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Apple Pie!

Ahh, the smell of fall. Autumn leaves, pumpkin spice and sweet apple pie. There’s nothing better! Some people think apple pie is just for baking, but you should never trust a skinny chef! Others, think apple pie is just for eating! Realtors, have a few other uses for apple pie! Here’s a list of our top five, favorite things to do with apple pie, baking tips and a recipe.


Showings. Nothing says “welcome to your new home” more than the smell of a pie in the oven. Sellers, pop one in the oven before a showing and fill your home with the sweet scent buyers can’t resist!


Welcoming. If you’re looking for a way to be neighborly, take a homemade pie over to the new folks on the block.


Making New Friends. If you’re new to the neighborhood, introduce yourself by bringing a homemade pie to your new neighbor’s house, it’s the perfect icebreaker!


As a Sign of Appreciation. Show gratitude to the person who brings your daily mail or picks up your trash by gifting them with some homemade deliciousness this holiday season.


To Spread Holiday Cheer. If you know someone going through a rough patch or who typically spends holidays alone, invite them over to bake with your or take your creation to them and share a slice of pie and a sip of cider, they’ll appreciate the time spent. Additionally, you can take your baked goods to a nursing home or other facility.


Not sure where to start? Here’s our best tips and the recipe!


Ditch the traditional pie pan and use a deeper dish, it will allow for more filling!

Keep your ingredients cold, use ice water and chilled butter.

Use McIntosh and Granny Smith apples.

Pre-cook your apples, they’ll shrink less and fill the crust more!

Recipe:

Crust

1 1/4 cups whole-wheat pastry flour   1 1/4 cups all-purpose flour  2 tablespoons granulated sugar  1/2 teaspoon salt  4 tablespoons cold unsalted butter  1/4 cup reduced-fat sour cream  3 tablespoons canola oil  4 tablespoons ice water

Filling 6 cups thinly sliced peeled McIntosh apples (about 2 pounds)  6 cups thinly sliced peeled Granny Smith apples (about 2 pounds)  2/3 cup packed light brown sugar  1 tablespoon lemon juice  1 1/4 teaspoons ground cinnamon, divided  1/8 teaspoon ground nutmeg  Pinch of ground allspice  Pinch of salt  2 tablespoons all-purpose flour  1 teaspoon granulated sugar  1 large egg white, lightly beaten, for brushing

1. To prepare crust: Whisk whole-wheat flour, 1 1/4 cups all-purpose flour, 2 tablespoons sugar and 1/2 teaspoon salt in a large bowl. Cut butter into small pieces and, with your fingers, quickly rub them into the dry ingredients until the pieces are smaller but still visible. Add sour cream and oil; toss with a fork to combine with the dry ingredients. Sprinkle water over the mixture. Toss with a fork until evenly moist. Knead the dough with your hands in the bowl a few times — the mixture will still be a little crumbly. Turn out onto a clean surface and knead a few more times, until the dough just holds together. Divide the dough in half and shape into 5-inch-wide disks. Wrap the dough in plastic and refrigerate for at least 1 hour.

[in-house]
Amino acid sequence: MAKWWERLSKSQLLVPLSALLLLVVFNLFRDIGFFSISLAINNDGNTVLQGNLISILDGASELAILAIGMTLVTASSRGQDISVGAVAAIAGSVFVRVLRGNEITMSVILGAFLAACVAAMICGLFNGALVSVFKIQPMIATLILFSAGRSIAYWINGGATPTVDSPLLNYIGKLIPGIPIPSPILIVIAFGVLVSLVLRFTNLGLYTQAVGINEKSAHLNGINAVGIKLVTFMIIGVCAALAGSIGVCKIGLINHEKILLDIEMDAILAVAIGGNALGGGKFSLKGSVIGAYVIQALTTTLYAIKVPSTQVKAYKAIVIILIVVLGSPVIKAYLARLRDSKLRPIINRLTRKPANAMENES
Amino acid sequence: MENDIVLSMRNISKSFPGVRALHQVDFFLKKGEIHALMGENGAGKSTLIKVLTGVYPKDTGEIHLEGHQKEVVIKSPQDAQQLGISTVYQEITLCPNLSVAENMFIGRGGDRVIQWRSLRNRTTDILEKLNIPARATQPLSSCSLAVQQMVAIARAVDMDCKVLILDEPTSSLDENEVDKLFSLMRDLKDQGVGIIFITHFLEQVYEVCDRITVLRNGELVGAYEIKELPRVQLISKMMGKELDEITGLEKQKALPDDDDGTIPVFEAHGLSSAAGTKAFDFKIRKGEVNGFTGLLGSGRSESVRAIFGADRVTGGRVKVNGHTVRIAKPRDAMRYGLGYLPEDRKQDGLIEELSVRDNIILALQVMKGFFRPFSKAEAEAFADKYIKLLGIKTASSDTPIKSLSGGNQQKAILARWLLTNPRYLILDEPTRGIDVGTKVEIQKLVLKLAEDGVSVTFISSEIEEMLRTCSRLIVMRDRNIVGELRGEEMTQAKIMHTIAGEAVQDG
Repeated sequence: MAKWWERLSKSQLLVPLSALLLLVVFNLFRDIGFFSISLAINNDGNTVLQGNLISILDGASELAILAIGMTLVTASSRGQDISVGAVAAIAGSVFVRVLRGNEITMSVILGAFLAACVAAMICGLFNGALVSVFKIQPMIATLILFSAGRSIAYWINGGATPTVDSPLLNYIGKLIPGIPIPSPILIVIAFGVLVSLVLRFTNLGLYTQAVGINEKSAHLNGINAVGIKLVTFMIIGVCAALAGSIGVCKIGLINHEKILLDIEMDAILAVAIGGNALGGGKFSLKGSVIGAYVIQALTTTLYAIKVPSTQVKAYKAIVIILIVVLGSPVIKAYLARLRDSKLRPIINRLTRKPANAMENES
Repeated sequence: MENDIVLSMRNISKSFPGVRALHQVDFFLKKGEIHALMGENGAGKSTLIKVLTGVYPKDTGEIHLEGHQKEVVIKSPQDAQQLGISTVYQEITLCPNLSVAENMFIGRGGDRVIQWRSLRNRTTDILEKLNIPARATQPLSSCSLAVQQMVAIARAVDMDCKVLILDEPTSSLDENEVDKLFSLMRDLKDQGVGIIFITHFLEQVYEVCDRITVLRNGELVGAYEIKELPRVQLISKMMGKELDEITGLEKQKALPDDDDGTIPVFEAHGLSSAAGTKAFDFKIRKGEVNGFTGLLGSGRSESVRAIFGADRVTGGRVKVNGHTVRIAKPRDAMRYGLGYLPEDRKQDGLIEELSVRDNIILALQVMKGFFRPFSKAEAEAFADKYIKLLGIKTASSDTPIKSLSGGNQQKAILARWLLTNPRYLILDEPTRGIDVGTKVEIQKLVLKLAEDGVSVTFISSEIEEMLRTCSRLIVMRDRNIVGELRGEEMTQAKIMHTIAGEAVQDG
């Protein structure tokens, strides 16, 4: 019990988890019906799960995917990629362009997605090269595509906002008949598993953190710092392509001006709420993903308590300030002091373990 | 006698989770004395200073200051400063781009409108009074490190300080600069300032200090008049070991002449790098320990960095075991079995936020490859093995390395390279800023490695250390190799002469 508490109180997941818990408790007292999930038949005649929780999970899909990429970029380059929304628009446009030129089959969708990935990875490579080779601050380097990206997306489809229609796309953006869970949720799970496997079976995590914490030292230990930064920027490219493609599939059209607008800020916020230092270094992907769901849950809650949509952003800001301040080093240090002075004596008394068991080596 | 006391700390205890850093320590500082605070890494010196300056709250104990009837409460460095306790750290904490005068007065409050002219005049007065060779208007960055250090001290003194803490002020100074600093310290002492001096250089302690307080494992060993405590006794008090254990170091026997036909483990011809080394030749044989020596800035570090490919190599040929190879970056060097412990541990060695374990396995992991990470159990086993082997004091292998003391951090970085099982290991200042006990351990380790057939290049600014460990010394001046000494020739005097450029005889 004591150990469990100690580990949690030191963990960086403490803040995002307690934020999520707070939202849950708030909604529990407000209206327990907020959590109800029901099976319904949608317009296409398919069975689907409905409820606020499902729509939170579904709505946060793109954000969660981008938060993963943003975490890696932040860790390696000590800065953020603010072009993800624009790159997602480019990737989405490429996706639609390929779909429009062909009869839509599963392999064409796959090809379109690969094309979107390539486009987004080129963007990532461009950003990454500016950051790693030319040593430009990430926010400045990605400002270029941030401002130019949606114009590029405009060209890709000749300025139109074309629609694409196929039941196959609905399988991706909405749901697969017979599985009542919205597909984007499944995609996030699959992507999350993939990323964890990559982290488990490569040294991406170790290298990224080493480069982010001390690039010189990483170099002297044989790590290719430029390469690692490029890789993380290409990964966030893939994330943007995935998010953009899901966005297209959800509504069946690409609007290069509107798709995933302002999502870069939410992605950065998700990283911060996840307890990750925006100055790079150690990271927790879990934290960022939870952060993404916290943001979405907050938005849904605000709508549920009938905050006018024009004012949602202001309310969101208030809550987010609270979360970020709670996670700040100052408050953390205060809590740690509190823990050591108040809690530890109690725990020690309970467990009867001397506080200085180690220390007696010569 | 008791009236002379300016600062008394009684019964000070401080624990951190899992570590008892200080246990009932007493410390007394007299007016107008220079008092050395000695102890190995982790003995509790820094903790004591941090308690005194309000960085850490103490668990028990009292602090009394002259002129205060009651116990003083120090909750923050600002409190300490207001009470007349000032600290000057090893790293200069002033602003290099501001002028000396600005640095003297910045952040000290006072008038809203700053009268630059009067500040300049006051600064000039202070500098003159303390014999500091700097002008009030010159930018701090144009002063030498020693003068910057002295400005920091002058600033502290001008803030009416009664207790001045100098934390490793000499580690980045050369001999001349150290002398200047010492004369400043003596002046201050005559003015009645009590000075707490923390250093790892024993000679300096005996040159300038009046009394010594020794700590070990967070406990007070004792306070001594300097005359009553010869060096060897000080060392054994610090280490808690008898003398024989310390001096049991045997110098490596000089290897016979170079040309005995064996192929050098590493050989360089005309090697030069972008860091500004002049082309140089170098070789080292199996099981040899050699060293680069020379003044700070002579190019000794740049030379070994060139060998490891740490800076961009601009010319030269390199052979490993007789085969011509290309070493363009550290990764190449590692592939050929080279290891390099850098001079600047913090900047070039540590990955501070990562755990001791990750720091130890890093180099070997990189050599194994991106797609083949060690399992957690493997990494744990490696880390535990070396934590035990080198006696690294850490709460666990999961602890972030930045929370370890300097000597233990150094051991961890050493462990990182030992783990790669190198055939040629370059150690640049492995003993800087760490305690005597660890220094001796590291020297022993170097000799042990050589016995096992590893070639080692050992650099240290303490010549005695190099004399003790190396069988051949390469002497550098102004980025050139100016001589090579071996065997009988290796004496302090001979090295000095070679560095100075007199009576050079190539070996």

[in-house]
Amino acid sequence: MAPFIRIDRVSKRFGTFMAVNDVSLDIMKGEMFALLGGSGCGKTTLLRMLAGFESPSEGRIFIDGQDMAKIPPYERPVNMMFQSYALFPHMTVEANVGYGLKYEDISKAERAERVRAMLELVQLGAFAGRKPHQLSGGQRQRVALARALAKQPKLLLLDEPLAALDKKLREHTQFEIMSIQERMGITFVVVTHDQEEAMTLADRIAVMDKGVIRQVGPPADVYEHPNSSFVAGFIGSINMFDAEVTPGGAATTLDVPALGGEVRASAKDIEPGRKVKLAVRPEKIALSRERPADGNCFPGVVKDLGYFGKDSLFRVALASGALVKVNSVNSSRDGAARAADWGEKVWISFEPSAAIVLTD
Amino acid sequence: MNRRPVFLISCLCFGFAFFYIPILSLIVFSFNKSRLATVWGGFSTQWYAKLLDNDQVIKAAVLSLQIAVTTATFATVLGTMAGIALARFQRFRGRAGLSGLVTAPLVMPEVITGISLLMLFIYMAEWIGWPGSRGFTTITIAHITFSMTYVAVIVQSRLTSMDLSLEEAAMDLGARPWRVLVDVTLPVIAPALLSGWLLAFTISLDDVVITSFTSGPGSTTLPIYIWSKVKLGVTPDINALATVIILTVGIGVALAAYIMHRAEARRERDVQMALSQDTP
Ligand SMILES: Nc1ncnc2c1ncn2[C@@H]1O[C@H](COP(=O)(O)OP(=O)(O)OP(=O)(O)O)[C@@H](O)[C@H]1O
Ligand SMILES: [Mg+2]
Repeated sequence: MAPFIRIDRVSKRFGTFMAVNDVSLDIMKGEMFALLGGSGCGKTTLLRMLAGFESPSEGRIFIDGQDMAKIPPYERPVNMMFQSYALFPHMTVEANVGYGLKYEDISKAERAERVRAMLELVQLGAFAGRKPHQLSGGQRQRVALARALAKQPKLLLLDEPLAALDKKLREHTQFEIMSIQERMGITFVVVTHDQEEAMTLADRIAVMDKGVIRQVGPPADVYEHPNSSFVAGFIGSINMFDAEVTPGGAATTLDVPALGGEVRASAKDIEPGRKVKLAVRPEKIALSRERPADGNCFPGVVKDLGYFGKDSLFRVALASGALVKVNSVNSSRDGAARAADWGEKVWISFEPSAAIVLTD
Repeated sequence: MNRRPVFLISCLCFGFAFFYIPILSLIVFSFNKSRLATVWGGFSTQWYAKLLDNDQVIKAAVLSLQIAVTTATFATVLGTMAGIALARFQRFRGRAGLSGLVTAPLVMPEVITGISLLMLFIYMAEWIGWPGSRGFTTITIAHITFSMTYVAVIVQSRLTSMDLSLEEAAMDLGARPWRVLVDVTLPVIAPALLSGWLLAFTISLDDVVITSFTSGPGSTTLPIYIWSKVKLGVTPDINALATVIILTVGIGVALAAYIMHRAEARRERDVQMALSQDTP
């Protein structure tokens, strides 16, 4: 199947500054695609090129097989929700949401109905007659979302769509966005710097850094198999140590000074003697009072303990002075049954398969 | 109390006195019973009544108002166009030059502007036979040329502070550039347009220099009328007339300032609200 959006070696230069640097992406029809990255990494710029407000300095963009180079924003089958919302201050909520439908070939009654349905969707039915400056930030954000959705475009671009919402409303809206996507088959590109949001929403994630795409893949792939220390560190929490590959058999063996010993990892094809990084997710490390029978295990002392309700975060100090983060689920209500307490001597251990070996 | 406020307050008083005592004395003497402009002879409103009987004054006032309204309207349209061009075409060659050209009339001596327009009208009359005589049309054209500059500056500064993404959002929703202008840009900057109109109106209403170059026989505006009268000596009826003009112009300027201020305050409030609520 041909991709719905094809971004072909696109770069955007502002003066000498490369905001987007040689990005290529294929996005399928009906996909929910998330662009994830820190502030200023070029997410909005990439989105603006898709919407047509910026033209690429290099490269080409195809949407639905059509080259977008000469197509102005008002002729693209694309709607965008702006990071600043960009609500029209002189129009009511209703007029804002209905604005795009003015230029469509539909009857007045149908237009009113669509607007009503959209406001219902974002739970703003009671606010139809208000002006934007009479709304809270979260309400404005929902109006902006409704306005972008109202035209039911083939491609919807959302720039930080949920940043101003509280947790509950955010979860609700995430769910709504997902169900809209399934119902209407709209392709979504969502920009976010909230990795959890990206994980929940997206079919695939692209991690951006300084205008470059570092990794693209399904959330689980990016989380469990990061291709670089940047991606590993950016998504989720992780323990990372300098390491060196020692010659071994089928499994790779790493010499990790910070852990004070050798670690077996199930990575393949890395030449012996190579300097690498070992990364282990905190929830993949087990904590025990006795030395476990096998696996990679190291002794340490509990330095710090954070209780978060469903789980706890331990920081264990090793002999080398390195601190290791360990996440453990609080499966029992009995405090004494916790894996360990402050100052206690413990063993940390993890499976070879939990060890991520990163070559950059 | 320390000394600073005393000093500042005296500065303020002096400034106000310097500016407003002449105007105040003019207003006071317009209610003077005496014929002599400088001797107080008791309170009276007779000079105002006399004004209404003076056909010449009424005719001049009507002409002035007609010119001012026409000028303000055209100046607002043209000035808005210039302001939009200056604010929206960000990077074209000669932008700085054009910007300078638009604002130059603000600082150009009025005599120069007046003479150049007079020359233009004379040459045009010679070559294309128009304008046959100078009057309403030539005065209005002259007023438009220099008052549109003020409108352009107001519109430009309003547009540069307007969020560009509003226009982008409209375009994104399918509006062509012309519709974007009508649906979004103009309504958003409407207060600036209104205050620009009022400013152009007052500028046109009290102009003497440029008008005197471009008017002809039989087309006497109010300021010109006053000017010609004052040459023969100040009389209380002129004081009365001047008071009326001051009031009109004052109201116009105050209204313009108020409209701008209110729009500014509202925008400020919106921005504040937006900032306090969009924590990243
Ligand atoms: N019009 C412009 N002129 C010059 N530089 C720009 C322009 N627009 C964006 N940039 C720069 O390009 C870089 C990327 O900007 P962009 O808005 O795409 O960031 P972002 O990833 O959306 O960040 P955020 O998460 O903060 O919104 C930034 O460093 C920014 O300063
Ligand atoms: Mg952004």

2. Meanwhile, make filling: Combine apples, brown sugar, lemon juice, 1 teaspoon cinnamon, nutmeg, allspice and pinch of salt in a large bowl. Reserving 4 cups, transfer the rest of the apple mixture to a Dutch oven. Cook over medium heat, stirring, until the apples are tender and beginning to break down, about 10 minutes. Remove from the heat, stir in the reserved apples and 2 tablespoons flour; let cool for about 30 minutes. 

3. To assemble and bake pie: Position a rack in lower third of oven; preheat to 425 degrees F. 

4. Remove the dough from the refrigerator; let stand for 5 minutes to warm slightly. Roll one portion between sheets of parchment or wax paper into a 13-inch circle. Peel off the top sheet and invert the dough into a 9 1/2-inch deep-dish pie pan. Peel off the remaining paper. Scrape the filling into the crust. Roll the remaining portion of dough between sheets of parchment or wax paper into another 13-inch circle. Peel off the top sheet of paper and invert the dough onto the fruit. Peel off the remaining paper. Trim the crust so it overhangs evenly. Tuck the top crust under the bottom crust, sealing the two together and making a plump edge. Flute the edge with your fingers. Combine 1 teaspoon granulated sugar and the remaining 1/4 teaspoon cinnamon in a small bowl. Brush the crust with egg white and sprinkle with the cinnamon-sugar. Cut six steam vents in the top crust. 

5. Bake the pie on the bottom rack for 20 minutes. Reduce the oven temperature to 375 degrees and continue baking until the crust is golden brown and the filling is bubbling, 25 to 35 minutes more. Let cool on a wire rack for about 1 1/2 hours before serving.



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